Biology Professor Publishes Short Story: ‘Talking Turkey’ an Eco-Science Teaching Tool
The fictional story, about a first-year college student who returns home for Thanksgiving break and announces to her parents that she is a vegetarian, was written to engage students in scientific topics.
At first, the student’s declaration doesn’t go over well with her family members, especially after she tells them she is not a vegetarian for animal welfare, but for ecological reasons. The story examines her explanation of the idea, which leads to a family discussion over their traditional turkey dinner.
It’s very rewarding to me when students make the connection from schoolwork to their own life.”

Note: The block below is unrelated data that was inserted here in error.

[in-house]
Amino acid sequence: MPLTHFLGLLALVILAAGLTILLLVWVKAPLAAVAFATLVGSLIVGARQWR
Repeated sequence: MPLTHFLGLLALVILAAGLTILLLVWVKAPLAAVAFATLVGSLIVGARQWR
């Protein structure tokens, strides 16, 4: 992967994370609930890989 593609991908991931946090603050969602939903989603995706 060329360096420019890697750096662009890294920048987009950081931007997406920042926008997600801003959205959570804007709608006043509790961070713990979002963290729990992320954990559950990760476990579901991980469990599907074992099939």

“Talking Turkey” is one of three stories Bowne has written as a teaching tool. This narrative, however, is the first to be published by Eco-Ed Digital Library, a peer reviewed online database of teaching material for ecological sciences. The biology professor finds that using these stories in his courses allows students to engage with scientific topics. “The idea is that, hopefully, the students will get engrossed with the story, relate to the characters and be interested in not only the fiction part but also in the science aspect,” said Bowne.
Bowne added that he has had great success with students being more interested in topics and helping them understand science by hooking them in with the story. He assigns the reading of the story as homework, in which students must participate in a Blackboard discussion. Bowne finds that students are more willing to discuss material through Blackboard than in the classroom.
“Seeing their comments and how they apply the material is really an indication their interested in it,” he said. “When students talk about topics when they don’t have to, I think it’s a sign that it is a pretty successful assignment.”
“Talking Turkey” is free and available to download.